Cross-Cultural Analysis (CC)

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CSTS B247 The Beast Within: Animality and Humanity in Antiquity

Fall 2022

How are humans conceptualized as different from animals, and vice versa? How have characterizations of humans as bestial been mobilized to uphold gender, class, ability, and racial hierarchies? Why were there so many depictions in antiquity of humans transforming into animals? This course will consider the above questions by interpreting ancient literary depictions of the human and the animal through the lenses of queer, gender, and critical race theory. Readings will include Ovid's Metamorphoses, Euripides' Hippolytus, and Vergil's Eclogues and Georgics, as well as theoretical selections such as Mel Chen's Animacies, Bénédicte Boisseron's Afro-Dog, and Claire Jean Kim's Dangerous Crossings.

Critical Interpretation (CI)

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CSTS B274 Greek Tragedy in Global Cinema

Fall 2022

This course explores how contemporary film, a creative medium appealing to the entire demographic spectrum like Greek drama, looks back to the ancient origins. Examining both films that are directly based on Greek plays and films that make use of classical material without being explicitly classical in plot or setting, we will discuss how Greek mythology is reconstructed and appropriated for modern audiences and how the classical past continues to be culturally significant. A variety of methodological approaches such as film and gender theory, psychoanalysis, and feminist theory will be applied in addition to more straightforward literary-historical interpretation.

Critical Interpretation (CI)

Counts Toward Film Studies

Counts Toward Visual Studies

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CSTS B310 Forming the Classics: From Papyrus to Print

Not offered 2022-23

17This course will trace the constitution of Classics as a discipline in both its intellectual and its material aspects, and will examine how the works of classical antiquity were read, interpreted, and preserved from the late Roman empire to the early modern period. Topics will include the material production and dissemination of texts, the conceptual organization of codices (e.g. punctuation, rubrication, indexing), and audiences and readers (including annotation, marginalia, and commentary). Students will also learn practical techniques for approaching these texts, such as palaeography and the expansion of abbreviations. The course will culminate in student research projects using manuscripts and early printed books from Bryn Mawr's exceptional collections. Prerequisite: a 200 level course in Greek, Latin, or Classical Studies.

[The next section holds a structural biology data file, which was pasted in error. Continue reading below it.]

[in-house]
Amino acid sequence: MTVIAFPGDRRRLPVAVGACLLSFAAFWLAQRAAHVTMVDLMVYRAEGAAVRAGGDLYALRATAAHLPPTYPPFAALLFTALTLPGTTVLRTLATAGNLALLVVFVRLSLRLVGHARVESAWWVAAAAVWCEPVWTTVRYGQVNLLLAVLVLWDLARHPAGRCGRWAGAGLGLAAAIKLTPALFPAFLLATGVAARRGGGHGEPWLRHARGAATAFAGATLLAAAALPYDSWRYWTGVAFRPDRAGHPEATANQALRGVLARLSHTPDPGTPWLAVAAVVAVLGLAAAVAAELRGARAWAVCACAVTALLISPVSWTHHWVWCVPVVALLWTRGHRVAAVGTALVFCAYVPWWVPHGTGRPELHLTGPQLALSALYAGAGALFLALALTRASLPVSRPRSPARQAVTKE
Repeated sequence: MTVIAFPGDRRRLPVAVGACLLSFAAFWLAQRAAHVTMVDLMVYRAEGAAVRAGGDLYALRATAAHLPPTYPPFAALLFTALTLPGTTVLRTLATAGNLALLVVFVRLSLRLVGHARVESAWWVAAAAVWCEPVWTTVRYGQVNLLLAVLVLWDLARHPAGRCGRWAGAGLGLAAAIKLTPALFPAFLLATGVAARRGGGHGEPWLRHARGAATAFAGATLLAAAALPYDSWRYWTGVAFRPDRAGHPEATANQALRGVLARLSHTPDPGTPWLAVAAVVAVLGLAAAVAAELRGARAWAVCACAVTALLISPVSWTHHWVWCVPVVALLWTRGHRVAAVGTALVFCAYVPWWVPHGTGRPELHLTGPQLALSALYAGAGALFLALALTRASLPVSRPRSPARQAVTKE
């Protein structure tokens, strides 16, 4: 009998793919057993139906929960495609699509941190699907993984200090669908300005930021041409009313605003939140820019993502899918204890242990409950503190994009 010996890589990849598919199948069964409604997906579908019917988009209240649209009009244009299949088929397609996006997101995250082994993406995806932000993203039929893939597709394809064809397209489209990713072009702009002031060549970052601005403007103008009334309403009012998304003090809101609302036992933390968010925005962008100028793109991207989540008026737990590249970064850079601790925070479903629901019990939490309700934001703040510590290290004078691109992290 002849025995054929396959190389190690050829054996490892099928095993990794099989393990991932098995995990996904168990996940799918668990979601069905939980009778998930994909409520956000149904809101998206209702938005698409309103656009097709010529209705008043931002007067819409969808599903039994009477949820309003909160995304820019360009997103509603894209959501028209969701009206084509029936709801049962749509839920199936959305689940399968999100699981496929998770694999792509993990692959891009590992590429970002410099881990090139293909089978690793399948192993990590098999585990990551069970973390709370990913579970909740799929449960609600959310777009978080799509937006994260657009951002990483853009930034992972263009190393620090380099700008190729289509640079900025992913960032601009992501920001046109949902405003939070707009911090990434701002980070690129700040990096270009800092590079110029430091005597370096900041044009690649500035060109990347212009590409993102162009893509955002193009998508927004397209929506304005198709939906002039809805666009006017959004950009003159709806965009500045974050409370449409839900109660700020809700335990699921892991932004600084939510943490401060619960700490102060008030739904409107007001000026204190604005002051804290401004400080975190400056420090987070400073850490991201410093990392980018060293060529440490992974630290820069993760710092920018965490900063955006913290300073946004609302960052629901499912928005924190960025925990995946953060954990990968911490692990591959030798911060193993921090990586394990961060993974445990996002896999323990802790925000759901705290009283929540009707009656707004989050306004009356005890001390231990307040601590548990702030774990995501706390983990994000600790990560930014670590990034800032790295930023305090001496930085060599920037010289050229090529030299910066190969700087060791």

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CSTS B320 Martyrs, Mothers, Memoirs: Medieval Autobiographies

Fall 2022

The writing of autobiography flourished in the middle ages, but there have been very few studies of the genre for the period. This course presents a range of autobiographies from the Latin West and encourages students to think about them theoretically and historically: what does it mean to write the self? what is at stake in the presentation of these stories? what notions are privileged? and how do we situate autobiographies in the wider literary landscape?

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CSTS B350 Topics in Latin Literature

Section 001 (Spring 2022): Epigram
Section 001 (Fall 2021): Epistolgraphy

Spring 2023

This is a topics course. Course content varies.

Current topic description: n this seminar we will explore the themes and aesthetics of the Latin epigram, a genre (or is it?) best known for its brevity and wit. After orienting ourselves in the epigrams of the Neoterics (Catullus, Cinna, Calvus, Caesar), our focus will turn to the poetry of Martial, whose accounts of Rome, its inhabitants, and their foibles exerted a profound influence on subsequent epigrammatists. We will consider Martial's poetry both thematically (poems on the city; women; scoundrels; patrons; long poems) and as constituents of organized, multi-faceted libri.  To deepen our appreciation of Martial's poetic project, we will take occasional forays into para-epigrammatic genres and works (Priapea, Catalepton), as well as the scattered epigrams of authors both familiar (Ovid, Lucan, Seneca, Petronius) and obscure. We will also consider the evolution the epigram from its inscriptional and epitaphic origins in Greek and Latin, and its development as a literary form by Hellenistic authors. In the final two weeks of the course, we will turn our attention to the reception of Martial by late antique (Ausonius, Claudian, Luxorius) and Neo-Latin poets (e.g. Pontano's Baiae, Panormita's Hermaphroditus, Marullo's reception of Catullus, Thomas More, John Owen).  Readings in the original will be supplemented with relevant scholarship throughout. Students will enhance their core work on Latin epigram by reading--independently or in small-groups--a complementary genre or author in the original related to their interests (e.g. Greek epigram, Horace' Satires, Latin elegy, carmina epigraphica, Juvenal, Flavian epic, Pliny's Epistles, Christian epigram).

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CSTS B350 Topics in Greek Literature

Not offered 2022-23